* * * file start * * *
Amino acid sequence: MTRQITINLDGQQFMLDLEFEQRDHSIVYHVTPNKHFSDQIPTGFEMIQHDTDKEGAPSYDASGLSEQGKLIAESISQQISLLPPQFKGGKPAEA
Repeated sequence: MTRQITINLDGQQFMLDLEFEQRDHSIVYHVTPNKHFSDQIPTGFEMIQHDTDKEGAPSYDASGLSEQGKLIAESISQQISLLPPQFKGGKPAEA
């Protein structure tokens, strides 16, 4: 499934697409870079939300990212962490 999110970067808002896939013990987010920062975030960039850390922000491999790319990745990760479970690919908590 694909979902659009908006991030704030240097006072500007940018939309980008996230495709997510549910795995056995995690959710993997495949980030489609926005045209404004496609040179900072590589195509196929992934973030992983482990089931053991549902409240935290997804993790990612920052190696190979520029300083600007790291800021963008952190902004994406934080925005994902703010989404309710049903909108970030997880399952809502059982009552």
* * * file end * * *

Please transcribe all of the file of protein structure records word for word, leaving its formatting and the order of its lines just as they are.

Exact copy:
Amino acid sequence: MTRQITINLDGQQFMLDLEFEQRDHSIVYHVTPNKHFSDQIPTGFEMIQHDTDKEGAPSYDASGLSEQGKLIAESISQQISLLPPQFKGGKPAEA
Repeated sequence: MTRQITINLDGQQFMLDLEFEQRDHSIVYHVTPNKHFSDQIPTGFEMIQHDTDKEGAPSYDASGLSEQGKLIAESISQQISLLPPQFKGGKPAEA
């Protein structure tokens, strides 16, 4: 499934697409870079939300990212962490 999110970067808002896939013990987010920062975030960039850390922000491999790319990745990760479970690919908590 694909979902659009908006991030704030240097006072500007940018939309980008996230495709997510549910795995056995995690959710993997495949980030489609926005045209404004496609040179900072590589195509196929992934973030992983482990089931053991549902409240935290997804993790990612920052190696190979520029300083600007790291800021963008952190902004994406934080925005994902703010989404309710049903909108970030997880399952809502059982009552």